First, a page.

• Python syntax is straightforward. Hello World is short and sweet. I don't have to explain "plumbing."

  • Python supports OO, procedural and functional programming.

  • It is easy and free to get Python running on all platforms.

  • Python is <em>not</em> a free-format language. Students who first learn Python have nice formatting habits.
    They understand that good formatting is your firend.

  • Python's interactive shell is a great teaching tool.

  • Python pads C's sharp corners. When I teach C, we re-examine Python and learn what happens underneath. Then the
    whole shebang is plausible and natural.



I also expose my students to programming at the UNIX command line. This course has been quite successful.



7 years ago
Thank you! This is an important question and the answer is excellent.

JMM
10 years ago
Head First Java does an excellent job of explaining listeners and events.
10 years ago
You can make your class executable by adding a main method as follows



You should capitalize your class name (frame -> Frame); this is a universal convention of Java programmers. You can then see your empty frame displayed on the screen. As you add stuff to the content pane, you can run your program and watch it appear.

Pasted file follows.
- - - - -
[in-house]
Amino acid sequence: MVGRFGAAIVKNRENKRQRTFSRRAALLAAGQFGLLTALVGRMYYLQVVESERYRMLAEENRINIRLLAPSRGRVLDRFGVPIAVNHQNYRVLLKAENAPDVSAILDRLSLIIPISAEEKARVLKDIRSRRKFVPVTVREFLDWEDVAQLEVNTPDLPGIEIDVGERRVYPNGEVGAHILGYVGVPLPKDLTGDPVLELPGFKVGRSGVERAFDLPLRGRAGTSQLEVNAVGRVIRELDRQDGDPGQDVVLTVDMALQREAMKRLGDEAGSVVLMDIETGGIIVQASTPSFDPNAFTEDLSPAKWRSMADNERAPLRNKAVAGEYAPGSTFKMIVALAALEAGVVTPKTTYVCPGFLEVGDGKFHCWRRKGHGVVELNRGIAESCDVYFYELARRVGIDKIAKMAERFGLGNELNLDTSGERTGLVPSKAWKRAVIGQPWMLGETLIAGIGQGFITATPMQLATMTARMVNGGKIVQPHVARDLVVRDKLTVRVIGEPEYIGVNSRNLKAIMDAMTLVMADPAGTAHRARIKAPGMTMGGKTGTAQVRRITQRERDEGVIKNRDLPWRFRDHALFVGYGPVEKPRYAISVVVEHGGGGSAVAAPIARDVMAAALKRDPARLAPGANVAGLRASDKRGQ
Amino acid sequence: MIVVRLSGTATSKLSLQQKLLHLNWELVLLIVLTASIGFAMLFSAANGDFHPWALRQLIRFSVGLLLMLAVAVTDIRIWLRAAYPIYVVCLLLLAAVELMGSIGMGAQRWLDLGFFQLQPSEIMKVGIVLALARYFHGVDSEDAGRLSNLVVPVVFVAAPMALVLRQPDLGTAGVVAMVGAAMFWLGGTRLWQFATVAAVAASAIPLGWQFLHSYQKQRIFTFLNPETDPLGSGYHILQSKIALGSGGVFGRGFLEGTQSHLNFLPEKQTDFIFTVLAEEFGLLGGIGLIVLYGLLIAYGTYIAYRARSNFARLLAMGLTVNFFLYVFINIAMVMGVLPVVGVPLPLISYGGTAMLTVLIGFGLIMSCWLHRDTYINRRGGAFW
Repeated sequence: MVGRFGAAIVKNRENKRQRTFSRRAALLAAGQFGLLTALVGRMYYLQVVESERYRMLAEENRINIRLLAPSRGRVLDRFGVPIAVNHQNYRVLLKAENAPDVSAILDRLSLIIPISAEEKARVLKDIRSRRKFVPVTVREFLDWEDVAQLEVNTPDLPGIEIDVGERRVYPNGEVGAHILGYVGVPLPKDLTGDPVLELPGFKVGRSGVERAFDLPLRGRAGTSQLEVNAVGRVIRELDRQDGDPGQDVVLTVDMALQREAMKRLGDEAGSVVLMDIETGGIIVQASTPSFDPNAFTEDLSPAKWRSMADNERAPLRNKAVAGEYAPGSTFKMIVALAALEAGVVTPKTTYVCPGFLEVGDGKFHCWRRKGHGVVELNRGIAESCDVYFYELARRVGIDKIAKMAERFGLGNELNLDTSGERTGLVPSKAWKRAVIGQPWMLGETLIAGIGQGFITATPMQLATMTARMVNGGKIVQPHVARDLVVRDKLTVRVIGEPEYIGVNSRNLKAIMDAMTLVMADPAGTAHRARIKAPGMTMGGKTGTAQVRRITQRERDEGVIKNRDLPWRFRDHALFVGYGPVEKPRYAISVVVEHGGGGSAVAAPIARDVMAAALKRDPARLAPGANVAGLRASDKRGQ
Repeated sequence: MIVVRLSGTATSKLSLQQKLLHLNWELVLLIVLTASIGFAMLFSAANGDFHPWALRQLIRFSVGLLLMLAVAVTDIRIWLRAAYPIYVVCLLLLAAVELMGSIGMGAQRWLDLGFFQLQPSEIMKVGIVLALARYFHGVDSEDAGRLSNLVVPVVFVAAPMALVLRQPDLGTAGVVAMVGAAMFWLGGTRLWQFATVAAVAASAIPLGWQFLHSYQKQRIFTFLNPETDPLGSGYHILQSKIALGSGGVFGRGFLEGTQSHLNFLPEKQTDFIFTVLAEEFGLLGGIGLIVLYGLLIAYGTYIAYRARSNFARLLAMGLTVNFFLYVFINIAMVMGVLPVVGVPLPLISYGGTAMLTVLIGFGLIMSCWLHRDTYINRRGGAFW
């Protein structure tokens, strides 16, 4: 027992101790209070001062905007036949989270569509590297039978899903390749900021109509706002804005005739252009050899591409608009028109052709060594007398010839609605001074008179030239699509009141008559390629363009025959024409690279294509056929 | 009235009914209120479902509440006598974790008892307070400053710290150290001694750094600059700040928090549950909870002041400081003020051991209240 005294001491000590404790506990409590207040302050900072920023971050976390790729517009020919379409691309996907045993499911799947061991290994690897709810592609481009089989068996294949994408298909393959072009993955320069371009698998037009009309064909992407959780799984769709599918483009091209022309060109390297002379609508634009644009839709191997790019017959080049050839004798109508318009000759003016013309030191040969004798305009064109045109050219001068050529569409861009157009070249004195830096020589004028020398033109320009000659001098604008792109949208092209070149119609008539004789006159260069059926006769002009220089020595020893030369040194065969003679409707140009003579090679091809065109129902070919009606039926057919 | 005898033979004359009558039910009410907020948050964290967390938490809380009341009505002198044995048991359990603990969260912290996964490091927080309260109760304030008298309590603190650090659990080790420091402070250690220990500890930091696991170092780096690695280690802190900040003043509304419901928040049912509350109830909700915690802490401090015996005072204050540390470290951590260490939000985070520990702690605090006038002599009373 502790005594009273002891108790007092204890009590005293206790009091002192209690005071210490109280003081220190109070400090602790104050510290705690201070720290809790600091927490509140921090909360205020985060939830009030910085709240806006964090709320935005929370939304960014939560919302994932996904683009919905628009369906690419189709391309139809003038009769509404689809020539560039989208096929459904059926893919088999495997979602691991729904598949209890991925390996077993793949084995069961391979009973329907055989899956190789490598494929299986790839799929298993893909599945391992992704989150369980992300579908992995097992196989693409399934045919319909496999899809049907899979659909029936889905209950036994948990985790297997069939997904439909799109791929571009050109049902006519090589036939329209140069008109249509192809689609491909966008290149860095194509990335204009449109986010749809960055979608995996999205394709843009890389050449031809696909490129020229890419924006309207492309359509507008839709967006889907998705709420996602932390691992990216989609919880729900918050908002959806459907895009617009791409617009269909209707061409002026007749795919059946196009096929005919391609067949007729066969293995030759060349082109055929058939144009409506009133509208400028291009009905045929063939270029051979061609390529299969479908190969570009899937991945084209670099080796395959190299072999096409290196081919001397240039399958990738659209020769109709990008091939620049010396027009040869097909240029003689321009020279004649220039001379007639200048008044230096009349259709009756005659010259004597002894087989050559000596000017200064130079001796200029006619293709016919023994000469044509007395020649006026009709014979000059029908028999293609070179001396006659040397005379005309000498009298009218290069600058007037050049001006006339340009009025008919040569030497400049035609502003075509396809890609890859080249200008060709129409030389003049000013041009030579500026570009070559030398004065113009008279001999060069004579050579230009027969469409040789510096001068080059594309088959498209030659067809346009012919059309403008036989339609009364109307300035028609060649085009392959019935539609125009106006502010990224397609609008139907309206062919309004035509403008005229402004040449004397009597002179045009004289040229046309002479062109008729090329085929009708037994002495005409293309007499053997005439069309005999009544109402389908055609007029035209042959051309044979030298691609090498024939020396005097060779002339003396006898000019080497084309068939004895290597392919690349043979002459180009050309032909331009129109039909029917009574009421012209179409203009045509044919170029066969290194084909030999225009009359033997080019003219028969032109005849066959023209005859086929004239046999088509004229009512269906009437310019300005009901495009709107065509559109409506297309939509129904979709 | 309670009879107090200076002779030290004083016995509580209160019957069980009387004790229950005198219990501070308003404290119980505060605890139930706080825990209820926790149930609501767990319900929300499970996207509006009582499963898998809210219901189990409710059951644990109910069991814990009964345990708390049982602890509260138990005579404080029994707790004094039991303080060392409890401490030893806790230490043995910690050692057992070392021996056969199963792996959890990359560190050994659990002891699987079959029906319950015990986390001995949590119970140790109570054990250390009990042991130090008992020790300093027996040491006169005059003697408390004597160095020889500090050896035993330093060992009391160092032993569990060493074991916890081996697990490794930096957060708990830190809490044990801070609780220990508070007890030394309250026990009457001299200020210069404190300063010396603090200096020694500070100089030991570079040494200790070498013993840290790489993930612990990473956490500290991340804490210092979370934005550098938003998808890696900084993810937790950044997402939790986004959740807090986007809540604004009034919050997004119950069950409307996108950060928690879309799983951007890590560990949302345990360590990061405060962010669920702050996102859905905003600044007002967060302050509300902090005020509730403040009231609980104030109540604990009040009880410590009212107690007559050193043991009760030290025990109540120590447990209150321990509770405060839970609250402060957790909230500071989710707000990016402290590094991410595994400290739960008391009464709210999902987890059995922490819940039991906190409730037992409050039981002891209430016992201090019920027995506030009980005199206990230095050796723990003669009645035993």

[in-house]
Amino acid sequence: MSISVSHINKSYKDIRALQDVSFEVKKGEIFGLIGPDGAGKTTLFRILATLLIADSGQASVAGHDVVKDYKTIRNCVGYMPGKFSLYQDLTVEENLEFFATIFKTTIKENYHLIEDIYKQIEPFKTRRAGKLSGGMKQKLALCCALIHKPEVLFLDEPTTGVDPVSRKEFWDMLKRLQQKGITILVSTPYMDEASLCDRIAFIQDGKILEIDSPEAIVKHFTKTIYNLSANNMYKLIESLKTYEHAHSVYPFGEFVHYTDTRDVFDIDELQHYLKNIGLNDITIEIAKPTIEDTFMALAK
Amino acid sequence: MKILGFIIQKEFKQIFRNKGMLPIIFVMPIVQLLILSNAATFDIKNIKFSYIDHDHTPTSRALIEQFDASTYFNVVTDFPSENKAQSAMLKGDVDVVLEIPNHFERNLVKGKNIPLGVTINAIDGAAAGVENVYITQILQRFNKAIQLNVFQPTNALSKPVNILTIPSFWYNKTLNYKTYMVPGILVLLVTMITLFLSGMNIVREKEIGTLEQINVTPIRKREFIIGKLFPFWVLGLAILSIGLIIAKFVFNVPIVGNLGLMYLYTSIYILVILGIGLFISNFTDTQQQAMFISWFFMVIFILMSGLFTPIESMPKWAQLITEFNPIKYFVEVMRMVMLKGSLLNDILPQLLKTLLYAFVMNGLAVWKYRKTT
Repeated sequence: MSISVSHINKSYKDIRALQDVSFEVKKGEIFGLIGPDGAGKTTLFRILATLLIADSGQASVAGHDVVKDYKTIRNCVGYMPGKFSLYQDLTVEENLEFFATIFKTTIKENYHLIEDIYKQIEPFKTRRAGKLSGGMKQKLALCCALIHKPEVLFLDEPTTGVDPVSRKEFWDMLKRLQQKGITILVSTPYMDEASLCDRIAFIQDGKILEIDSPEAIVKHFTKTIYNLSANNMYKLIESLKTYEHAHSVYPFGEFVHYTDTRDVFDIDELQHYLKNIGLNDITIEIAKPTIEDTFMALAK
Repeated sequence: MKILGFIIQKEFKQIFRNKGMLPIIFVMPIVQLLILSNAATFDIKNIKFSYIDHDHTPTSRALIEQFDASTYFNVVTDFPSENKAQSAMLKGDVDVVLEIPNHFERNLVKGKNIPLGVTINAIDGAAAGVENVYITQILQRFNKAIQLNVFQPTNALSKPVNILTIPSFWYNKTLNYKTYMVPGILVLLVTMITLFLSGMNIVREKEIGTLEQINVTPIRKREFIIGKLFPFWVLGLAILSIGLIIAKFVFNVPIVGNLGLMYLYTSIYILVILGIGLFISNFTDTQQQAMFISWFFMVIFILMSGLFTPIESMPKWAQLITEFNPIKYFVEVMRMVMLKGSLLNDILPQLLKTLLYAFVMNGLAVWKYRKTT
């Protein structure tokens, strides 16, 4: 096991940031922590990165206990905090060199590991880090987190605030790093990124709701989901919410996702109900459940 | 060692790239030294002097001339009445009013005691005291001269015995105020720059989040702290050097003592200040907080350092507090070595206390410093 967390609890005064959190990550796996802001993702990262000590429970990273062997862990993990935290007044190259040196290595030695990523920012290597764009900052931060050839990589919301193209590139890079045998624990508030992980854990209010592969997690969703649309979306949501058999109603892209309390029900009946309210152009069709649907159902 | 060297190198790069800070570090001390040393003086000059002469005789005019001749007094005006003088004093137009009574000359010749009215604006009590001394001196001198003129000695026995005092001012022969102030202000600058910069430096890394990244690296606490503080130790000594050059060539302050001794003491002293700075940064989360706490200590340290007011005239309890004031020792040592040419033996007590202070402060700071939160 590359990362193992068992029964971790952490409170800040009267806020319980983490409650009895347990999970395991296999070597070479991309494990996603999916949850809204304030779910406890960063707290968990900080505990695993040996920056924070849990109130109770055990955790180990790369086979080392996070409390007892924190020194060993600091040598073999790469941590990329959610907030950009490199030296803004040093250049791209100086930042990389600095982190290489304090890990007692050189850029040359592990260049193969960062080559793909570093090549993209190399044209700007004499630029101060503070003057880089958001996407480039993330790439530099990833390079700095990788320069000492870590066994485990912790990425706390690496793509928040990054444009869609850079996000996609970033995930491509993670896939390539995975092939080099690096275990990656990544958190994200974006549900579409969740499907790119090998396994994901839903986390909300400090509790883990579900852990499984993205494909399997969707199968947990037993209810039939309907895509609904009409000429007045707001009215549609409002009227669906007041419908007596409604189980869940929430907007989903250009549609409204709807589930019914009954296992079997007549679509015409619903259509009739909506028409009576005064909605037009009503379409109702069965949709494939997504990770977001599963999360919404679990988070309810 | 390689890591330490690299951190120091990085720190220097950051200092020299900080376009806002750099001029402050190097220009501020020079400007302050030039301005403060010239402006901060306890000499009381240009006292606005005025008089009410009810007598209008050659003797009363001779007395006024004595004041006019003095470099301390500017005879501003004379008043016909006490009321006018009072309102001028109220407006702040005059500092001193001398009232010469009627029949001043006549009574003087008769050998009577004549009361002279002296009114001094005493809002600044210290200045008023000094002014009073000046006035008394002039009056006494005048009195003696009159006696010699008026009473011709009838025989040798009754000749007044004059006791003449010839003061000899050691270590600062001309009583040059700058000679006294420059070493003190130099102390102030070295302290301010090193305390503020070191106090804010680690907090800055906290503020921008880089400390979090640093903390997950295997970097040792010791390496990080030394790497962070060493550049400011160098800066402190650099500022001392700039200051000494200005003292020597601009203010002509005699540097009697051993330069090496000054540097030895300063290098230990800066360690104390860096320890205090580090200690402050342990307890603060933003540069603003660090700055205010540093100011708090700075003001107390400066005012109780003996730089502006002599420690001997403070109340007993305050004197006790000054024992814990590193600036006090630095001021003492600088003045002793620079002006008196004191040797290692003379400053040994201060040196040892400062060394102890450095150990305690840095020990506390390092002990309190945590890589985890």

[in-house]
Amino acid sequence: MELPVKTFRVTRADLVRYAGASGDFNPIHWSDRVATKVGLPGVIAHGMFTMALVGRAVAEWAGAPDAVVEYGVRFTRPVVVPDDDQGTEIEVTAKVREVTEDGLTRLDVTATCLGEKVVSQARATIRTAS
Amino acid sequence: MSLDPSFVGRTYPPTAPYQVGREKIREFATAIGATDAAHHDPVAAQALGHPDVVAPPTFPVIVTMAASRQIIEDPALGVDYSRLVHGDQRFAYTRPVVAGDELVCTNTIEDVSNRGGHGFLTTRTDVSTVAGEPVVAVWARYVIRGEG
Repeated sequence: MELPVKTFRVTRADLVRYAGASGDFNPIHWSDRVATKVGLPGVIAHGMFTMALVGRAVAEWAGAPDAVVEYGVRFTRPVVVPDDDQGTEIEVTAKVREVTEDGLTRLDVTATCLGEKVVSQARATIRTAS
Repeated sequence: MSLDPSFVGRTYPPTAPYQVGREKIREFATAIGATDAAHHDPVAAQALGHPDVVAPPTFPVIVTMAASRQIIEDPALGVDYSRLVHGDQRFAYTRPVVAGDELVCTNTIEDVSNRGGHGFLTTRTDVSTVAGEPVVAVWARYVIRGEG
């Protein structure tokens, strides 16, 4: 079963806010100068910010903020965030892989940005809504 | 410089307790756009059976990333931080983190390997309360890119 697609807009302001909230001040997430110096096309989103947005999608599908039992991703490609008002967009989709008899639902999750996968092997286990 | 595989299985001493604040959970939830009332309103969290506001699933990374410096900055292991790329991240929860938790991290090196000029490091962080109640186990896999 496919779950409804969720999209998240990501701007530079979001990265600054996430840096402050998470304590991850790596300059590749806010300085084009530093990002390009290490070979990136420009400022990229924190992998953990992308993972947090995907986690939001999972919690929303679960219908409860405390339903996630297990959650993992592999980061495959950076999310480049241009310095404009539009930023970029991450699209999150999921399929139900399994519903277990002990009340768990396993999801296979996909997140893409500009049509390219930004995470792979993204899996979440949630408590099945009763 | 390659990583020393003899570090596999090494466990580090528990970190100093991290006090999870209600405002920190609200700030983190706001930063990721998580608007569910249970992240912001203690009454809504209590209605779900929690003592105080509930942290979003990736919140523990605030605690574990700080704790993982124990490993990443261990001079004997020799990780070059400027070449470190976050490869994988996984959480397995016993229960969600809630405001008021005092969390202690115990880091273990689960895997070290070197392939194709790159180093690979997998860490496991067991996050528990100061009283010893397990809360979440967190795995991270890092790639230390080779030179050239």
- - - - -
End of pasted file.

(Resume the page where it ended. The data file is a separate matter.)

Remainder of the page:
JMM
10 years ago
State variables of classes should always be declared private, unless they are constants.

This is the way of saying "NO USER-SERVICEABLE PARTS INSIDE"

You can protect your state variables from such things as illegal initializations. Imagine this class

class Date
{
public int month;
public int day;
public int year;
.
.
.
(other entrails)
}

class Foo
{
d = new Date();
d.month = -5;
d.day = 433343;
d.year = 1900;
.
.
.
//more inept client code.
}

Can you imagine anything uglier?


By allowing access to state variables, you break encapsulation and you destroy the integrity ofyour class. You also foreclose the possibility of EVER changing the implementation of the class.

Keep your state variables PRIVATE!
11 years ago
Abstract classes provide an intermediate facility between regular (concrete) classes and (totally abstract) interfaces.

If you are creating a related family of classes, you can avoid maintaining duplicate code by pushing implmentations as far up the class tree as you can to their common origins. You can leave methods abstract for which you want polymorphism but for which you do not yet have enough specificity for a meaningful implementation. An abstract class is a "partially implemented" interface.

Take note that any class with an abstract method MUST be abstract, but you may declare a class abstract even if none of its methods is abstract.

In no case, may you instantiate an abstract class.
11 years ago
When you inherit, you inherit the public interface. You don't want to override private methods of the base class. Presumably, they exist to serve the public interface.

I am not a big believer in protected methods and state variables.
[ August 06, 2008: Message edited by: John M Morrison ]
We have been using Python as a first language at the North Carolina School of Science and Mathematics for five years. Anyone else out there doing that?
11 years ago
You should initialize instance variables in the constructor(s) or the static block if they are static. This is better and cleaner style. I strongly discourage my students from doing stuff like this



Yuck. Create proper a proper static block (if needed) and proper constructors. This makes your intent as a class designer explicit.

JMM
11 years ago